By Fredrick P. Niemann, Esq. of Hanlon Niemann, a Freehold, NJ Elder Care Attorney
When you finally start the process of estate planning, you are generally advised to coordinate your wealth with your retirement plan. Why? Your wealth determines your spendable cash flow during your retired years and your retirement plan will influence how much of your estate will be left to your family after death. A factor to consider when planning is when to begin receiving Social Security benefits.
Social Security Planning Does Matter!
Let’s start with a premise. You can begin receiving Social Security benefits as early as age 62 or delay benefits until age 70 ½. The longer you wait to collect, the higher your monthly benefit. The reason is because Social Security is designed to give you the same total benefit (based on government life expectancy tables) regardless of when you begin receiving payments.
If you start benefits early and prior to your “normal” retirement age, you’ll receive a smaller check over a greater number of years. Begin later on and you’ll collect a larger check over a reduced number of years.
When Are You Ahead of the Game?
One method for choosing when to start is to figure out when you will equalize your payments based on an earlier or later retirement age. Say you’re age 62 and you’re trying to decide whether to collect a reduced Social Security benefit now or wait until a normal retirement age of 66. Assume your full monthly benefit at 66 will be $2,000 and your reduced benefit at 62 is $1,500 per month.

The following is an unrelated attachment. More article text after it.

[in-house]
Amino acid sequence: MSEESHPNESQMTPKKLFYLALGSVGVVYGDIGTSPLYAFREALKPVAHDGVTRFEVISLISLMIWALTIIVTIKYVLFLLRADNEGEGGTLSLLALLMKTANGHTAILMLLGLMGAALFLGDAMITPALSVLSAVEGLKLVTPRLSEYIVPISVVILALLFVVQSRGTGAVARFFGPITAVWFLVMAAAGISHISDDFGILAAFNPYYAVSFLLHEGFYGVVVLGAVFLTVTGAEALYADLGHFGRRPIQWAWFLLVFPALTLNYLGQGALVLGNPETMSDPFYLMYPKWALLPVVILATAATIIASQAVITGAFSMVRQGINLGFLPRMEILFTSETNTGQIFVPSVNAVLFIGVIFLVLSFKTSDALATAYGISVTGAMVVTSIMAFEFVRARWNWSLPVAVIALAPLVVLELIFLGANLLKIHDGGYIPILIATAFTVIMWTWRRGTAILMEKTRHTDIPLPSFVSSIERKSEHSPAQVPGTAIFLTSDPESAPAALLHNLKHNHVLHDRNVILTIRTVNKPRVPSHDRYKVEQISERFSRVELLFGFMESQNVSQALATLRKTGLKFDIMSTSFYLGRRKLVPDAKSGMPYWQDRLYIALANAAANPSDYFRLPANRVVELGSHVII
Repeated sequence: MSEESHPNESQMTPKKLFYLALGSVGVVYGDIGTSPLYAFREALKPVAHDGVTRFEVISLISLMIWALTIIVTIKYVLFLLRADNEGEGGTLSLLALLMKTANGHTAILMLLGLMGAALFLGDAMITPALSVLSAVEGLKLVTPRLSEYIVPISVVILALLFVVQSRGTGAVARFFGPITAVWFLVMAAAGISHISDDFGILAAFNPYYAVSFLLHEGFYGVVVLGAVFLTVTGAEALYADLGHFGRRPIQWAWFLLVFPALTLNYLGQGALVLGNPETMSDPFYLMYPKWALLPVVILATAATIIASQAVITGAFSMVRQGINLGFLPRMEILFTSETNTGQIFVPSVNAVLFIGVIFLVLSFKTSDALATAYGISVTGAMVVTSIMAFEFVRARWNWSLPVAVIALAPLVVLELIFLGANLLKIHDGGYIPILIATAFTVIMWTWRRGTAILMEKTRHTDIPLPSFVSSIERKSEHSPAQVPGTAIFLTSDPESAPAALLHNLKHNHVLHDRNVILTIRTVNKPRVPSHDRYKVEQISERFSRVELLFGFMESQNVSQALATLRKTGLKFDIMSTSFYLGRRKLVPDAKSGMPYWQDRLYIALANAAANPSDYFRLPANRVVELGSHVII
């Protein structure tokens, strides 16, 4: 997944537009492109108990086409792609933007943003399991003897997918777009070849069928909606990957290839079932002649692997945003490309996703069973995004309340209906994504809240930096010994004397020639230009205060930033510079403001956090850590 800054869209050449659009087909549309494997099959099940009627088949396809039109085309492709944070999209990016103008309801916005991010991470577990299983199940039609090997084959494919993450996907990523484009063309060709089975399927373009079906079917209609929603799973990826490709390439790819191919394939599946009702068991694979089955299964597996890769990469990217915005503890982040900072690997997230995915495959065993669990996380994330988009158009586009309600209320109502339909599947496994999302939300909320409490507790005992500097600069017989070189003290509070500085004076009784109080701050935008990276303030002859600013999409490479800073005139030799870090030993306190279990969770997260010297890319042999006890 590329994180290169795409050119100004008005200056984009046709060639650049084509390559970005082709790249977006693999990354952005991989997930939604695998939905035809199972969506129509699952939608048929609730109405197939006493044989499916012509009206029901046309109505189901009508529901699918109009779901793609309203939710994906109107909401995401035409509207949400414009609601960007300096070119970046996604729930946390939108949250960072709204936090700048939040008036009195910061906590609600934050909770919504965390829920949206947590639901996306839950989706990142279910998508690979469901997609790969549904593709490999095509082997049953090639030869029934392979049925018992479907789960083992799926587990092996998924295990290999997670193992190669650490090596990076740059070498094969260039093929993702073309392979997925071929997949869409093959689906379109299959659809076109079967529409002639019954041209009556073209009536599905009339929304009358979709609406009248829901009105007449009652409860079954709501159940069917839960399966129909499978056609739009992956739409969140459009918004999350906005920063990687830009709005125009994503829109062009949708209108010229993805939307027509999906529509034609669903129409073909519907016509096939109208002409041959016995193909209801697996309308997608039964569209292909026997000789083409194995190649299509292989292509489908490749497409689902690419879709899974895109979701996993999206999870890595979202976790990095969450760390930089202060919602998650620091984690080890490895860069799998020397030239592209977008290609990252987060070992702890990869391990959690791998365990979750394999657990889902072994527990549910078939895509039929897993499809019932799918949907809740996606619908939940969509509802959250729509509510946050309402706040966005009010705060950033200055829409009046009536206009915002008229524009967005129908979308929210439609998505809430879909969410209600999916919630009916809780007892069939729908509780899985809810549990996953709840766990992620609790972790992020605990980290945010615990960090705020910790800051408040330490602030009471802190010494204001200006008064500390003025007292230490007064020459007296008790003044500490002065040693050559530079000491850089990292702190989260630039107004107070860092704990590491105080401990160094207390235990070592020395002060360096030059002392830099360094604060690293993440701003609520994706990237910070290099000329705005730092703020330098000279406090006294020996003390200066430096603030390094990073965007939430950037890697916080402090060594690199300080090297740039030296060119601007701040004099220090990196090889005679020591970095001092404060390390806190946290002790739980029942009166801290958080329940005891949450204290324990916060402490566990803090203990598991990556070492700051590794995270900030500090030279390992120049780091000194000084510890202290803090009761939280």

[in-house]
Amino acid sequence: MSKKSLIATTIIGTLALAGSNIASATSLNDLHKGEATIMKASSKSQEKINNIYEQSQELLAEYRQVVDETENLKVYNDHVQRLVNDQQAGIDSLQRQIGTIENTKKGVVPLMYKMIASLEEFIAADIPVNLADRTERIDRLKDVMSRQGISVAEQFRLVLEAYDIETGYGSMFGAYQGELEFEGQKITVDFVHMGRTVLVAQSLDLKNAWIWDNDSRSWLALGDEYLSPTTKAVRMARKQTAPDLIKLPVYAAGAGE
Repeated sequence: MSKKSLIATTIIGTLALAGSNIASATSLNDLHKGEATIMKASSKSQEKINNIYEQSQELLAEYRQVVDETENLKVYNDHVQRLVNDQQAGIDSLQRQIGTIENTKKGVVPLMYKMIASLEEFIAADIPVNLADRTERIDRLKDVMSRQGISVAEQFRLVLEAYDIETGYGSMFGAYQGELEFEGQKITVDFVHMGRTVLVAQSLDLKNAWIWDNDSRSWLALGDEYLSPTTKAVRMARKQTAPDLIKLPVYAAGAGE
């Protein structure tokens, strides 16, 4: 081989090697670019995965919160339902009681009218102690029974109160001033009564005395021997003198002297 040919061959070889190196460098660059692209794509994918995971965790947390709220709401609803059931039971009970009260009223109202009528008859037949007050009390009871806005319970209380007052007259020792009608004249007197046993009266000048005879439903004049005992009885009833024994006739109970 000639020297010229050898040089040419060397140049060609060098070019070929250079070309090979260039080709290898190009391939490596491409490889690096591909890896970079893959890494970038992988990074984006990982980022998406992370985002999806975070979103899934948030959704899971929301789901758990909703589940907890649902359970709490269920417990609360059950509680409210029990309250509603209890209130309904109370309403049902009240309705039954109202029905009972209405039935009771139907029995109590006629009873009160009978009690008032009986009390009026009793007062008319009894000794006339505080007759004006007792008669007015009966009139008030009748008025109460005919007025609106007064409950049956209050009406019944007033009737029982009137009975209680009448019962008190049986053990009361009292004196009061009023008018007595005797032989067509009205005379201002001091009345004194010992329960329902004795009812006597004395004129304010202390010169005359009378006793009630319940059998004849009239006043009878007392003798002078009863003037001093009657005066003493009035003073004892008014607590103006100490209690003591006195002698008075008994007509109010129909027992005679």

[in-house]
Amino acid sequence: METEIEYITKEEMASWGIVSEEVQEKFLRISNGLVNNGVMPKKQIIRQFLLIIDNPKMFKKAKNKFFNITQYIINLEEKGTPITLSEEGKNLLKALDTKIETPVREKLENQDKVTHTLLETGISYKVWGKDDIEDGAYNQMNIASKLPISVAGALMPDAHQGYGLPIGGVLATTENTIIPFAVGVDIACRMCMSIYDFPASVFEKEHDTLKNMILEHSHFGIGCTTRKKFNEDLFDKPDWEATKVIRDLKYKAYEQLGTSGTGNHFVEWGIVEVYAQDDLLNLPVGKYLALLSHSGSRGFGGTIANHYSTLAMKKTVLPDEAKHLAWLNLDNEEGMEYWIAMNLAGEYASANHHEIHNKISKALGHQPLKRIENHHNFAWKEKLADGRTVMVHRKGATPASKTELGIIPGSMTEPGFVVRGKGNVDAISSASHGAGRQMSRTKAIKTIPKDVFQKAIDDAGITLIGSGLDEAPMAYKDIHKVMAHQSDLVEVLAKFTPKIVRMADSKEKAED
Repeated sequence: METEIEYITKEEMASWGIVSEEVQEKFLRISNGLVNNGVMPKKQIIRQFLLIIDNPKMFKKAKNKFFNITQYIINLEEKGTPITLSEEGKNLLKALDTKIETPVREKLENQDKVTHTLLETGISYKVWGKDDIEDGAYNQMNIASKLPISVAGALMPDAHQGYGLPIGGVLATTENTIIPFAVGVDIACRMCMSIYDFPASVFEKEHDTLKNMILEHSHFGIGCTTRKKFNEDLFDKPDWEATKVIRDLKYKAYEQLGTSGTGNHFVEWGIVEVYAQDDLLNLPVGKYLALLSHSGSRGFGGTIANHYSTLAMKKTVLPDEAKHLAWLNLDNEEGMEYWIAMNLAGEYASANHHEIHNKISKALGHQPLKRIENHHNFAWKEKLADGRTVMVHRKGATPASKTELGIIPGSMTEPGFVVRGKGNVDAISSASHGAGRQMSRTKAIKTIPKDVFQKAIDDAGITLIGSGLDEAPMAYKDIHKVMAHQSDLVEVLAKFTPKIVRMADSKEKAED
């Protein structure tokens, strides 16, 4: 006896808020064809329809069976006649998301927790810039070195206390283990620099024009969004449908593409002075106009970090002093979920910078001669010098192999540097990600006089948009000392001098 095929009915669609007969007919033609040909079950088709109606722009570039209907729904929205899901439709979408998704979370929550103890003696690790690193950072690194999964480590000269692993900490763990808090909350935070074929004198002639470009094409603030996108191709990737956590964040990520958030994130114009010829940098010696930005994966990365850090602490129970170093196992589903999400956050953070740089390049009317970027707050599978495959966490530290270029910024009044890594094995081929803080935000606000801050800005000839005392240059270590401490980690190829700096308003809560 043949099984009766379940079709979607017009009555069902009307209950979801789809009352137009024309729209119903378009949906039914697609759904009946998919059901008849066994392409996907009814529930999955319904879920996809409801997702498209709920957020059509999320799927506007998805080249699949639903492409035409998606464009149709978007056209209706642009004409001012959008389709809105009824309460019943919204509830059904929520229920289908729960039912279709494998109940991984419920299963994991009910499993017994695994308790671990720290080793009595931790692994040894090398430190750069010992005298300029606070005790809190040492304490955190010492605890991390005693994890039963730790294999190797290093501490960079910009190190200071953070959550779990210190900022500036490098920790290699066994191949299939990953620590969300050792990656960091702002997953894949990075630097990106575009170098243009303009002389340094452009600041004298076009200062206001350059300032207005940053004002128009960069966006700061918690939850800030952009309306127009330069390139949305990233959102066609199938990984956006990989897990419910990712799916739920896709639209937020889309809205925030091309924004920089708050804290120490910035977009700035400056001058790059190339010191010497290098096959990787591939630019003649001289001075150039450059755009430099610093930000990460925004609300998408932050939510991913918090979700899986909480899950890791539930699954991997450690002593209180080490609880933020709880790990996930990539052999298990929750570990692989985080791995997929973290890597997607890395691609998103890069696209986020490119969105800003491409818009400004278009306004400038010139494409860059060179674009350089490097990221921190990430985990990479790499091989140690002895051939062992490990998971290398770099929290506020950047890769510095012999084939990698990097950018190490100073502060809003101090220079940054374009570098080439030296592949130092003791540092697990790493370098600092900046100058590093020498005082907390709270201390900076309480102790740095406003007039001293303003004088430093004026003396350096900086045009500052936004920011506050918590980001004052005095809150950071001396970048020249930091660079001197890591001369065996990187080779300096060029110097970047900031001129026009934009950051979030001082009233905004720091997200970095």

Ignoring cost of living adjustments, your breakeven point is just before your 78th birthday. At that point, your total benefits will be about the same whether you start at age 62 (192 months × $1,500 = $288,000) or at age 66 (144 months × $2,000 = $288,000). If you live to be at least age 78, waiting until age 66 was the right decision. You will receive greater lifetime benefits. If you die before age 78, you would have been better off starting at age 62.
But now does one make the right decision? How long will each of us live? You know the answer but if your father and grandfather both lived to be 95, you’ll receive $92,000 of additional Social Security benefits by waiting until age 66.
I believe the right choice for you depends on several factors, including your actuarial life expectancy, your health and your family history. Another consideration is that the above example doesn’t consider returns on the earnings of Social Security benefits. If you invest your benefits, you will need to adjust your breakeven point higher or lower depending on your expected rate of return.
To discuss your NJ estate planning or elder care matter, please contact Fredrick P. Niemann, Esq. toll-free at (855) 376-5291 or email him at email@example.com/. Please ask us about our video conferencing consultations if you are unable to come to our office.